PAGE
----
It will of course be recognized that prior to the normal transmission, an initialization will be required in order to align the channel times at both terminals, if a an undifferentiated clock signal is provided via a general synchronization channel from a source such as a head end radio channel. However this can be dispensed with if universal channel timing is adopted based on actual times determined from the satellite, such as can be obtained from the preferred global positioning system. Such systems can provide accurate reference signals synchronized to a few hundred nanoseconds, and allow the ATDD 7 to utilize the clock signal as a reference signal to synchronize the duplexing of the radio channel.
FIG. 6 illustrates a block diagram of parts of a terminal in accordance with another embodiment of the invention. A transmitter 25 transmits time division duplex signals to the channel 1 and a receiver 27 receives time division duplex signals from the same channel 1. The transmitter receives signals for transmission from the buffer 31 via link 29. The signals for transmission are assembled in buffer 31, and are comprised of compressed input speech signals from speech compressor 33 (described earlier), which have a prefix or suffix chirp signal. A chirp signal generator 35 generates chirp signals and applies them to buffer 31, where they are temporarily stored as prefix or suffixes to the compressed speech signals.
Transmit channel times are interleaved with receive channel times. As may be apparent, each channel time contains data which is comprised of a chirp signal, a compressed voice signal, and, if desired for housekeeping purposes, a data signal. The chirp signal is used for both synchronization and as a controlling signal to indicate the transmit or receive mode in which the terminal should be placed, as will be described in more detail below. The chirp signal can be located either at the beginning or at the end of the channel time (or up and down chirps respectively can be used at the beginning and end of each channel time), as a prefix and/or as a suffix to the voice signal, depending on the desired design.
The compressed voice signal output of the receiver 27 is applied to the speech expander 47, already described. In addition the, received signal is applied to a chirp detector 49, which can be comprised of chirp filters 50, one to detect the up chirp and one to detect the down chirp. If only one type of chirp is used, only one filter need be used.
The output signal of the chirp detector 49 is applied to a logic circuit for generating a signal indicating the particular transmit or receive mode in which the terminal is to be placed. That mode signal is applied to a timing control 51, which uses it as a synchronization signal, and to the transmitter 25 and to the receiver 27, to turn the transmitter and receiver oppositely on or off. The timing control applies the synchronization signal to the chirp generator 35 at a predetermined time. This causes the chirp generator 35 to generate and apply an appropriate chirp signal to the buffer 31 as a prefix, or as a suffix, or as both prefix and suffix, to the compressed voice signal stored or to be stored therein The voice signal with the chirp signal is then transmitted by the transmitter 25 when the transmitter is enabled to transmit by the logic signal resulting from the received chirp signal.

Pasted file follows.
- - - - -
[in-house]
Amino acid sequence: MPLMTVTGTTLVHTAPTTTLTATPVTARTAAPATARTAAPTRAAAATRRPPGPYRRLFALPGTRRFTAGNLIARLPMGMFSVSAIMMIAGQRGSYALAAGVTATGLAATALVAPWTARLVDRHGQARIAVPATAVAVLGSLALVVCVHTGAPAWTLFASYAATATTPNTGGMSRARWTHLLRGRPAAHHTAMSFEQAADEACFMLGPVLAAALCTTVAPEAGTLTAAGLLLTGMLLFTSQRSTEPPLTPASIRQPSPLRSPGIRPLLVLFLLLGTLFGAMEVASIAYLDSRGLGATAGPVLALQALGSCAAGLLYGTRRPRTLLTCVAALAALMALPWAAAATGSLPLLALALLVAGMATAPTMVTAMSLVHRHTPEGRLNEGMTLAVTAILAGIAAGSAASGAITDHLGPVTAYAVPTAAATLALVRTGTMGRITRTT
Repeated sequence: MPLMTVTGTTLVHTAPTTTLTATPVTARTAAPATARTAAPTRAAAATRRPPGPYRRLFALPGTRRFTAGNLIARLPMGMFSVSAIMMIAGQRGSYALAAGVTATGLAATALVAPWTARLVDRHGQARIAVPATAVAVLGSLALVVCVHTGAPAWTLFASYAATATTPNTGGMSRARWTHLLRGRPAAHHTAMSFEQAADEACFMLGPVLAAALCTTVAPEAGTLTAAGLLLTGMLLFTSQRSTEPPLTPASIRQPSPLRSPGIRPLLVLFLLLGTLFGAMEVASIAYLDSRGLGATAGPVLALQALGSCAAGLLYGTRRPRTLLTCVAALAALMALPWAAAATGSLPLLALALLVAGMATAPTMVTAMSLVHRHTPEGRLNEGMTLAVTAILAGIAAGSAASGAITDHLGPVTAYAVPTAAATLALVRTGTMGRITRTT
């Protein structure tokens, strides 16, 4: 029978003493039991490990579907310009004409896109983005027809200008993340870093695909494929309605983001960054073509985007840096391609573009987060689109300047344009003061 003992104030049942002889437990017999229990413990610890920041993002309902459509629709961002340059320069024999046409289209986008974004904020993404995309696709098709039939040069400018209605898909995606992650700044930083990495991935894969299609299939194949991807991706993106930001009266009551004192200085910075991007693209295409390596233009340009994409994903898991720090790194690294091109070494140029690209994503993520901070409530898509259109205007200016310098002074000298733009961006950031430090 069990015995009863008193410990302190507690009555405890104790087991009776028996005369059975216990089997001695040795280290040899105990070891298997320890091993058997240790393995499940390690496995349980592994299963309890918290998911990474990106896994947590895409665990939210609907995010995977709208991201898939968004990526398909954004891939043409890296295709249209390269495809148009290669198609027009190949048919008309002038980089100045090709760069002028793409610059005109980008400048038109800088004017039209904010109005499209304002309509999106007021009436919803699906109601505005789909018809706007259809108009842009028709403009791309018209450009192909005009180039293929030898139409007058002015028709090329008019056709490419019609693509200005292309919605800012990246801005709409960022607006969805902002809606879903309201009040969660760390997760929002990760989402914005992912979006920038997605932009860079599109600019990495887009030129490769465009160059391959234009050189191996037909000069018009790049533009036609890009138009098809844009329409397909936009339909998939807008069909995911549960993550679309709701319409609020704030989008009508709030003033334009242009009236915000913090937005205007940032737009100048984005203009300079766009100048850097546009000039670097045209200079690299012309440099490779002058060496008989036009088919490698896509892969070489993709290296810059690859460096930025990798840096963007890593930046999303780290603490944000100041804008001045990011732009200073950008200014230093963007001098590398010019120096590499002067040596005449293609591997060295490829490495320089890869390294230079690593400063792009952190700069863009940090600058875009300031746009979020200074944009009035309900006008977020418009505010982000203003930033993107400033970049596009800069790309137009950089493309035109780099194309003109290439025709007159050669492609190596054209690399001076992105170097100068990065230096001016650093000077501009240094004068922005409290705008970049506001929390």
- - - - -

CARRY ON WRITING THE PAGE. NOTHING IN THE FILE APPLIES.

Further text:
In a preferred embodiment, the synchronizing chirp signal, is transmitted before every burst of compressed audio signal. For this case the compression factor used in speech compressor 33 is less than 0.5 to provide time for the voice burst transmission. The preferred chirp signal is a frequency sweep of a sine wave through the audio transmission band of the signal. The sweep time is preferred to be greater than the expected multi-path time-differential delay of the channel. For high frequency radio channels the duration of the sweep will be typically about 10 milliseconds.
The chirp also is preferably (but is not mandatory to be) used to identify the direction of the link, by using an up chirp and a down chirp. The direction of the sweep can be altered to identify the direction of the channel. Thus the chirp sweep generated at one terminal on the channel can be upward in frequency, and the chirp sweep generated at another terminal on the channel can be downward in frequency. It is useful to detect the direction of the link if several remote units want to communicate with a base station, via the single channel.
Upon detection of the chirp by a matched filter 50, an impulse is produced, indicating the starting time of the compressed speech burst transmission.
An advantage to use of the chirp reference signal in this manner is immunity to selective fading and tolerance to co-channel interference.
A person understanding this invention may now conceive of alternative structures and embodiments or variations of the above. All those which fall within the scope of the claims appended hereto are considered to be part of the present invention.
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|U.S. Classification||370/282, 370/278, 455/502, 370/280, 370/294|
|International Classification||H04L5/14, H04B1/56|
|Cooperative Classification||H04B1/56, H04L5/1492|
|European Classification||H04B1/56, H04L5/14T2B|
|May 20, 1996||AS||Assignment|
Owner name: HER MAJESTY IN RIGHT OF CANADA AS REPRESENTATED BY
Free format text: ASSIGNMENT OF ASSIGNORS INTEREST;ASSIGNORS:SERINKEN, NUR M.;CHOW, SHERMAN M.;REEL/FRAME:008007/0352
Effective date: 19960508
|Jul 25, 2002||FPAY||Fee payment|
Year of fee payment: 4
|Aug 16, 2006||REMI||Maintenance fee reminder mailed|
|Jan 26, 2007||LAPS||Lapse for failure to pay maintenance fees|
|Mar 27, 2007||FP||Expired due to failure to pay maintenance fee|
Effective date: 20070126